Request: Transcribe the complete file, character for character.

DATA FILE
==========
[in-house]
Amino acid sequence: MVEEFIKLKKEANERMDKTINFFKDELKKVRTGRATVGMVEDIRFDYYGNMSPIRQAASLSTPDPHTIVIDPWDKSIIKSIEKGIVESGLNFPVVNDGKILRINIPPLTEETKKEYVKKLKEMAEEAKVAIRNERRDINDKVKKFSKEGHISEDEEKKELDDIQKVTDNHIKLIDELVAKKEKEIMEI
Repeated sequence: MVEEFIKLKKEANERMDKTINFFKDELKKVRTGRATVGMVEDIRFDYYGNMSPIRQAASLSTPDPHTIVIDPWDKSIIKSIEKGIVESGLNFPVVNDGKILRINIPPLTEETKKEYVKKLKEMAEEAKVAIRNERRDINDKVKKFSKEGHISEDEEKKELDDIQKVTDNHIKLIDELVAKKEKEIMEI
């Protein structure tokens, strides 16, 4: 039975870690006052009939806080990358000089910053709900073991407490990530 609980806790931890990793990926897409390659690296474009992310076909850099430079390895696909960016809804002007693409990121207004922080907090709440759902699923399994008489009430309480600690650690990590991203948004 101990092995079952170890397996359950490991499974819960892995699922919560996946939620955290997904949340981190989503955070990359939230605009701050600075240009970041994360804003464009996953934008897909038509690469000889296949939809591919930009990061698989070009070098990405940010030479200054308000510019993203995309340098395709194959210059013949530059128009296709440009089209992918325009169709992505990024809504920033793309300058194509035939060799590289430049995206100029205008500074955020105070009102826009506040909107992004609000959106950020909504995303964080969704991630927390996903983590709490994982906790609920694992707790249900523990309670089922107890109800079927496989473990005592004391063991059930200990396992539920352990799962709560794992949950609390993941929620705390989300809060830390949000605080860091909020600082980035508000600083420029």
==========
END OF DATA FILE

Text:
[in-house]
Amino acid sequence: MVEEFIKLKKEANERMDKTINFFKDELKKVRTGRATVGMVEDIRFDYYGNMSPIRQAASLSTPDPHTIVIDPWDKSIIKSIEKGIVESGLNFPVVNDGKILRINIPPLTEETKKEYVKKLKEMAEEAKVAIRNERRDINDKVKKFSKEGHISEDEEKKELDDIQKVTDNHIKLIDELVAKKEKEIMEI
Repeated sequence: MVEEFIKLKKEANERMDKTINFFKDELKKVRTGRATVGMVEDIRFDYYGNMSPIRQAASLSTPDPHTIVIDPWDKSIIKSIEKGIVESGLNFPVVNDGKILRINIPPLTEETKKEYVKKLKEMAEEAKVAIRNERRDINDKVKKFSKEGHISEDEEKKELDDIQKVTDNHIKLIDELVAKKEKEIMEI
């Protein structure tokens, strides 16, 4: 039975870690006052009939806080990358000089910053709900073991407490990530 609980806790931890990793990926897409390659690296474009992310076909850099430079390895696909960016809804002007693409990121207004922080907090709440759902699923399994008489009430309480600690650690990590991203948004 101990092995079952170890397996359950490991499974819960892995699922919560996946939620955290997904949340981190989503955070990359939230605009701050600075240009970041994360804003464009996953934008897909038509690469000889296949939809591919930009990061698989070009070098990405940010030479200054308000510019993203995309340098395709194959210059013949530059128009296709440009089209992918325009169709992505990024809504920033793309300058194509035939060799590289430049995206100029205008500074955020105070009102826009506040909107992004609000959106950020909504995303964080969704991630927390996903983590709490994982906790609920694992707790249900523990309670089922107890109800079927496989473990005592004391063991059930200990396992539920352990799962709560794992949950609390993941929620705390989300809060830390949000605080860091909020600082980035508000600083420029």